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State v. Messiah

December 19, 1996

STATE OF WASHINGTON, RESPONDENT,
v.
BASHIR MESSIAH, B.D. 03-06-78, APPELLANT.



Appeal from Superior Court of King County. Docket No: 94-8-07866-8. Date filed: 04/01/96.

PER CURIAM. -- Bashir Messiah appeals his juvenile convictions for residential burglary and fourth degree assault with sexual motivation. He contends the trial court exceeded its authority in finding sexual motivation under the adult sexual motivation statute. He also challenges the sufficiency of the evidence supporting the sexual motivation finding and the residential burglary conviction. Finally, he challenges the adequacy of the sexual motivation finding.

Because the court had authority to enter the sexual motivation finding under the juvenile sexual motivation statute, the sexual motivation findings and the residential burglary conviction are supported by sufficient evidence, and the challenge to the adequacy of the sexual motivation finding need not be addressed, we affirm.

FACTS

The State charged Messiah with one count of residential burglary and one count of assault with sexual motivation. During trial, the State moved to amend the information because the assault count recited the wrong date of offense. The court granted the motion "as to simply changing the date to conform with the appropriate date of the allegations...." No mention was made of the fact that the amended information omitted the juvenile sexual motivation statute cited in the original information and instead cited the equivalent adult statute.

The testimony of the State's witnesses established that on September 4, 1994, Som Kong was staying at the residence of her friend Karina Nash. The girls had invited Messiah to pick them up at 8 p.m. for a party. At 2:30 a.m., Nash heard a knock at the door. When she opened it, she saw Messiah and three other boys. Nash told them they could not come in, but the boys pushed the door open and walked past her. Nash continued to ask them to leave.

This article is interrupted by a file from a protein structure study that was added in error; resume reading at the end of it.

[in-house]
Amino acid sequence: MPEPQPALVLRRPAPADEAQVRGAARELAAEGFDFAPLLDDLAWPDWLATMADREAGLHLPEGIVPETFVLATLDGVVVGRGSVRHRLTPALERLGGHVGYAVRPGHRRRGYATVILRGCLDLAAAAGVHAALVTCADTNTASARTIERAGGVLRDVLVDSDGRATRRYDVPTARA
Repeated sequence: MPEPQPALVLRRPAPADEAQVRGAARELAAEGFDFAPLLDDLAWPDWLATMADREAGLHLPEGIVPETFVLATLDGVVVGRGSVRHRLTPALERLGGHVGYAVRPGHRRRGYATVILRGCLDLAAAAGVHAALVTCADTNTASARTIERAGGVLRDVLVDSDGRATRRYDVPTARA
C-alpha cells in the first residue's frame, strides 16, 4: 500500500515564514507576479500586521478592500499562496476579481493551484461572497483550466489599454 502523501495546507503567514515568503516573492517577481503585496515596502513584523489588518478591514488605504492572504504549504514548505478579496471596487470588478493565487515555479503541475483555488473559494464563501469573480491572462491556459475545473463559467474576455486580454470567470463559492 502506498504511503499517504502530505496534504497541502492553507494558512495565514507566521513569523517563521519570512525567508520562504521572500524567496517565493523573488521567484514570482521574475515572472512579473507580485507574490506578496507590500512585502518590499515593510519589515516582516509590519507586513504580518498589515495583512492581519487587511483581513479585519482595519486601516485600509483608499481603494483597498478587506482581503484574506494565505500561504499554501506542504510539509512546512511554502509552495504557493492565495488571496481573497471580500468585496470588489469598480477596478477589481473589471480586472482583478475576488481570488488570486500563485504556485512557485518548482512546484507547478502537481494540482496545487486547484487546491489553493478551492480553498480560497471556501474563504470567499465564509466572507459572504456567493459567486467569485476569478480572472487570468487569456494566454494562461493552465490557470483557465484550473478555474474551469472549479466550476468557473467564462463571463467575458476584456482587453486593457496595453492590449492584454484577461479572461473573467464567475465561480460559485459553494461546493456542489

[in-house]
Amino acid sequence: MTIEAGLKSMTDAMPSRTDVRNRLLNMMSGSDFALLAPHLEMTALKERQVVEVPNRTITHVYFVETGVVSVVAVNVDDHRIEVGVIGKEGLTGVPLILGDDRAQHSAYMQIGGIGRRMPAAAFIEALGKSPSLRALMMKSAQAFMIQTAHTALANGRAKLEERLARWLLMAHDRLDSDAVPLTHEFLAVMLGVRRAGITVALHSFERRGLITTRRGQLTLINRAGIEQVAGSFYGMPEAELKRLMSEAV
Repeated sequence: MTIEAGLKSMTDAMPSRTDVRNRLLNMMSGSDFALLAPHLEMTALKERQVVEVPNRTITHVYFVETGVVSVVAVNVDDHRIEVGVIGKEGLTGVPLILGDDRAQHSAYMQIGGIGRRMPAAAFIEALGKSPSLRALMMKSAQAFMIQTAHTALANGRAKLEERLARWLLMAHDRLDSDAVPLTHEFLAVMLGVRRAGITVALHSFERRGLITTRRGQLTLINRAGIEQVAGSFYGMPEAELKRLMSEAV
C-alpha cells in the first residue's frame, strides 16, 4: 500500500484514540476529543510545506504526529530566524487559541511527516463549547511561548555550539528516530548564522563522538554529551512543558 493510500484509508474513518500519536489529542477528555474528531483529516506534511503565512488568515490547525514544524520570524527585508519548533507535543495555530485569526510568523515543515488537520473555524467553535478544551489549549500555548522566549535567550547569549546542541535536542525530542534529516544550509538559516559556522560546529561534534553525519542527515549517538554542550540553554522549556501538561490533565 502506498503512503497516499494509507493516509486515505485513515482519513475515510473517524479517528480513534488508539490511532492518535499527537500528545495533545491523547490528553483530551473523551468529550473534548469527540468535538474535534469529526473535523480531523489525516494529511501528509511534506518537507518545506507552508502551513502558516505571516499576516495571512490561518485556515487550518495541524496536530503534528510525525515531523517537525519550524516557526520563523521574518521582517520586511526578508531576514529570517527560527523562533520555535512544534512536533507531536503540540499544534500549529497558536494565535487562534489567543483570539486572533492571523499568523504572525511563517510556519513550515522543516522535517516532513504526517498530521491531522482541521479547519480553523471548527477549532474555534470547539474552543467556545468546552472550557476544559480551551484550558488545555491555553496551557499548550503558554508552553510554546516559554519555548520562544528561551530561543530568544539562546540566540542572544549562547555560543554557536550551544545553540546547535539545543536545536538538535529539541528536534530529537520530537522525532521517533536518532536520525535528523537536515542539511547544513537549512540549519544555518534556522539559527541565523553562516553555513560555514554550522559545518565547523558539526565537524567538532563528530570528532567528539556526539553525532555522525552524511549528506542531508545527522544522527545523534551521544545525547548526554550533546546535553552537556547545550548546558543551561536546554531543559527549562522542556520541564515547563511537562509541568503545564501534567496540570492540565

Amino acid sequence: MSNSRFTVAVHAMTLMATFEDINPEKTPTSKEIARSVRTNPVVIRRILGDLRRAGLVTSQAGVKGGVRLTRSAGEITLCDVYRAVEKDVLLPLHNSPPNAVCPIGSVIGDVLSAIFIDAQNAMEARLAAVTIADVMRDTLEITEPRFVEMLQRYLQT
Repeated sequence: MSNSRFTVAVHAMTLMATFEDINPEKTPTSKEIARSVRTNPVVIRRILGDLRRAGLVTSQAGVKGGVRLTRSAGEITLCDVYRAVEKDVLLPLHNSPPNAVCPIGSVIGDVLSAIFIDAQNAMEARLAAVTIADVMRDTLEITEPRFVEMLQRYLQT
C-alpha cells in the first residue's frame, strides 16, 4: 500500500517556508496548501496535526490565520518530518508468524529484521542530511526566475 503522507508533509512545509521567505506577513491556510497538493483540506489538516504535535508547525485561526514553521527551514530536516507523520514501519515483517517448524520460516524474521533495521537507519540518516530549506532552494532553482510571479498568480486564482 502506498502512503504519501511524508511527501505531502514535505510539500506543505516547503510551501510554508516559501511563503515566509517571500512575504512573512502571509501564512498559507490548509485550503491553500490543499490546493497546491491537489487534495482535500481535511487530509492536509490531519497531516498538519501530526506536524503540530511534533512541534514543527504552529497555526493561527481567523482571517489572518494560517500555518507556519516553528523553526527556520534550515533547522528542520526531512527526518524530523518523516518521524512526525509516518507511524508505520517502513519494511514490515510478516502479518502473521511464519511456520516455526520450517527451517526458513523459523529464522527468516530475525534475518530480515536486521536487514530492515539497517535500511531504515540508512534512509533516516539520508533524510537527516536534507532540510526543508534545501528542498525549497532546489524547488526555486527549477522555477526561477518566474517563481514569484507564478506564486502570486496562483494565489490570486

The boys proceeded to the bedroom where Som Kong was sleeping. Messiah laid down on the bed next to Kong, asked her if could get into bed with her, and attempted to get under the covers.

Kong testified on direct that Messiah and two of his friends began going through the drawers in Nash's bedroom, and that Messiah was looking in the same dresser that $87 was taken from. On cross examination, she testified that she did not see Messiah going through the drawers, but did see him looking in one of them. The other boys were going through drawers on the other side of the bedroom from where the money was located.

Later, Messiah walked up behind Kong, put his arms around her, and grabbed the sides of her breasts as he lifted her off the ground. Kong was startled and screamed. Messiah then said, "You know you like it."

Messiah testified and denied taking any money. He admitted leaning back on Kong's bed but denied trying to get under the covers. He also admitted surprising her with a "playful hug." He did not recall her screaming and denied making any comment like "You know you like it."

The juvenile court found Messiah guilty on both counts as charged in the information. This appeal followed.

DECISION

Messiah first contends his conviction for assault with sexual motivation must be dismissed because the trial court found him guilty "as charged in the information," but the information erroneously charged him under the adult sexual motivation statute, RCW 9.94A.127. This contention fails for several reasons.

First, the original information correctly cited the juvenile sexual motivation statute, RCW 13.40.135. The court approved an amendment to that information only for the purpose of changing the date of the offense. Accordingly, the original citation to the correct statute was never amended. *fn1 Second, even assuming the trial court consciously proceeded under the adult sexual motivation statute, this court can uphold the court's decision under the virtually identical juvenile statute. Contrary to Messiah's assertions, a trial court's mistake as to the source of its authority does not deprive the court of authority to act so long as such authority exists. See State v. Halsen, 111 Wash. 2d 121, 757 P.2d 531 (1988)(upholding restitution order under different statute); State ex rel. Eikenberry v. Frodert, Wash. App., 84 Wash. App. 20, 924 P.2d 933 (1996)(upholding judgment under different statutory subsection; court invoking the rule that appellate courts can affirm on any ground supported by the record). Thus, although the court in this case lacked authority to proceed under the adult statute, it had authority under the juvenile statute.

Messiah next contends there was insufficient evidence to support a finding, beyond a reasonable doubt, that the assault was sexually motivated. He argues that the facts are equally consistent with the Conclusion that he was engaging in ...


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